Product Management Maturity And Tool Support

A recent report on product management tools by Sirius Decisions has revealed that 50% of Product Managers are looking for product management specific tools.

There are a number of dedicated product management tools, such as those surveyed by Sirius Decisions, yet when you ask product managers only 13% seem to use such tools. What can be gleaned from another survey,  by Product Hunt  is that no dedicated product management tool seems to be on the radar of product managers. At first I thought it was a mistake, so I contacted Product Hunt to verify. The method they arrived at their list was the following

We came up with the PM tools list by polling leading product managers in the industry and that’s what they selected

Being the supplier of one such dedicated Product Management Tool, we wanted to dig deeper into why there were such discrepancies in the market. Looking at the list by product hunt, the tools are all generic tools or for some single purpose, but none were used for supporting a coherent product management process. At least not such as described in the reference models of AIPMM, ISPMA or similar industry standards.

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In the ERP space there are numerous tools that cover for such industry standard processes like Procure-to-Pay or campaign management. So, why don’t we see more tools that support a best practice process, but only tools for either very generic purposes (Trello, Evernote or Excel) or very specific purposes (like KISSmetrics, Streak or Do)?


I believe that the reason has to do with maturity. The maturity level a company has is a fairly good indication of what tools will work. If you want to implement SAP in a CMMi level 1 company it is going to be a tough ride, since SAP is wonderful for repeatable processes, and at level 1 you don’t have such. Conversely if you want to implement project management in a CMMi level 5 company with only trello, it might also be a hard sell.

The CMMi model is both loved, hated and misunderstood. Anyhow, given the right understanding and appropriation, I think it is a good framework for conceptualizing maturity.  We have to remember that it is not about any particular process, but a metamodel that stipulates something about the proces that you should follow. therefore it is not a competitor to the ISPMA syllabus or the AIPMM PRODBok. Rather these are particular ways of executing product management process.

Product Management is covered by the Development process in the CMMi model called CMMi-DEV and it should therefore be possible to single out process areas and look at what sort of tool support that fits. In the following I will go through the 5 maturity levels of the CMMi model and describe key processes and give recommendations for optimal tool support.

Level 1 – Initial (Chaotic)

It is characteristic of processes at this level that they are (typically) undocumented and in a state of dynamic change, tending to be driven in an ad hoc, uncontrolled and reactive manner by users or events. This provides a chaotic or unstable environment for the processes. As the CMMi-DEV says:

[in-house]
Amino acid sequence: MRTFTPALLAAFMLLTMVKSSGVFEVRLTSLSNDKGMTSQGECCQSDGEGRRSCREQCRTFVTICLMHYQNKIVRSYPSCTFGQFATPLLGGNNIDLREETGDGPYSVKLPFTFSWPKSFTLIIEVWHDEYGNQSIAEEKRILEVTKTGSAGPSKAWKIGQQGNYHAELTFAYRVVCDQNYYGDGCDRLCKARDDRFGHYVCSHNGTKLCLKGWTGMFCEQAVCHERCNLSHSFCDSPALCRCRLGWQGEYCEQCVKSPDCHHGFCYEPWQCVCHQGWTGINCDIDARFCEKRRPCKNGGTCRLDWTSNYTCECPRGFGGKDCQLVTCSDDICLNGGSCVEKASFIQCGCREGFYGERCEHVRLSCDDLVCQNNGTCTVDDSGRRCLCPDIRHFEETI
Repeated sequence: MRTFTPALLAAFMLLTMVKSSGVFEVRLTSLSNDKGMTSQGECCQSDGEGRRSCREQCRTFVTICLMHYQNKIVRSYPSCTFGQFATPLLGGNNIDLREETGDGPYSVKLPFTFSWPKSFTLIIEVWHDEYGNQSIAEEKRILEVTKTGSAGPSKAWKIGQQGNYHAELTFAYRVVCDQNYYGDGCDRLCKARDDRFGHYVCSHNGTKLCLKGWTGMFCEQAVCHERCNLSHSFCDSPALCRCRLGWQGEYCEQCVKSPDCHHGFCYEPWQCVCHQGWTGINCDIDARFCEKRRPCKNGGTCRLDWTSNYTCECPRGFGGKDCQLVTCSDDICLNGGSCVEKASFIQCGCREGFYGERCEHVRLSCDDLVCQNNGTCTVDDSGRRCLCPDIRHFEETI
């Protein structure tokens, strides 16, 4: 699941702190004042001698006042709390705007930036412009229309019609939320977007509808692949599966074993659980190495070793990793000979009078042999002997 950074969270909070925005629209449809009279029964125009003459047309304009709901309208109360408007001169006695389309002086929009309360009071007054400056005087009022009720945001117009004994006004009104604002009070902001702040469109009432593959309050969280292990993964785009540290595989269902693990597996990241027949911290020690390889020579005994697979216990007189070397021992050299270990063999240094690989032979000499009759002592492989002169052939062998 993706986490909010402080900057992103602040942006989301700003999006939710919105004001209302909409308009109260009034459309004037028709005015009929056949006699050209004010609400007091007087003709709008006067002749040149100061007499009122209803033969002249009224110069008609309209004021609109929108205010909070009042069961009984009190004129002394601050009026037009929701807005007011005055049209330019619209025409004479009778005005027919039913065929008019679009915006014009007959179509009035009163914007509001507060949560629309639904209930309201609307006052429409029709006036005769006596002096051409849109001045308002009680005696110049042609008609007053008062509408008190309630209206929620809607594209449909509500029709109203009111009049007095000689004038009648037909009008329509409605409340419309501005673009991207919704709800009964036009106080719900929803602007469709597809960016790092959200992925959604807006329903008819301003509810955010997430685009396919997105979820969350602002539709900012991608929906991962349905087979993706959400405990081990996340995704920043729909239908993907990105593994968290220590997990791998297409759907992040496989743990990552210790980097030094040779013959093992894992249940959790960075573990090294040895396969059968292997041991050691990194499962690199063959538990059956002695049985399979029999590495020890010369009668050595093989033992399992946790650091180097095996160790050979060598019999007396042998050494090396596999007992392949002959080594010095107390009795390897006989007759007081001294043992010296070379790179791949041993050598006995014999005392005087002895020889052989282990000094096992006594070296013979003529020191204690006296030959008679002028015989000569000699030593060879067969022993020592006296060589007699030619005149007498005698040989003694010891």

“Maturity level 1 organizations are characterized by a tendency to overcommit, abandon their processes in a time of crisis, and be unable to repeat their successes.”

There are no particular process areas pertaining to Level 1.

Tool use: Eclectic, Usually Microsoft office suite (Excel, Word, powerpoint)

Recommendation: Select one key part of the product development process to support with a tool (idea management, Bug fixing, development, planning). Find one central place and tool to document. The tool should be tactical and “light weight” and easily customizable

Examples: Trello is light weight and will fit for almost any work proces where you have work items (ie. tasks, features, userstories) that go through phases. Podio is another popular tool where the strength is in its customizability. There are plenty of Apps where one is guarantied to come close to your needs and then you can just adapt it. Uservoice is good if you want to manage the ideation process. Zendesk is for support and will be great if your primary pain is to address and fix users problems.

Level 2 Repeatable

It is characteristic of processes at this level that some processes are repeatable, possibly with consistent results. Process discipline is unlikely to be rigorous, but where it exists it may help to ensure that existing processes are maintained during times of stress.

Here is what the CMMi writes about Level 2:

“Also at maturity level 2, the status of the work products are visible to management at defined points (e.g., at major milestones, at the completion of major tasks). Commitments are established among relevant stakeholders and are revised as needed. Work products are appropriately controlled. The work products and services satisfy their specified process descriptions, standards, and procedures.”

Key Process Areas:

  • PP – Project Planning
  • PPQA – Process and Product Quality Assurance
  • REQM – Requirements Management

Tool Use: Usually one tool is used for part of the process, but often you will see differing tools across different departments in the organisation.

Recommendation: Converge on a common tool to use and focus on lowest common denominator across the people involved in the process. The most important here is that it should be possible to see the status of work products.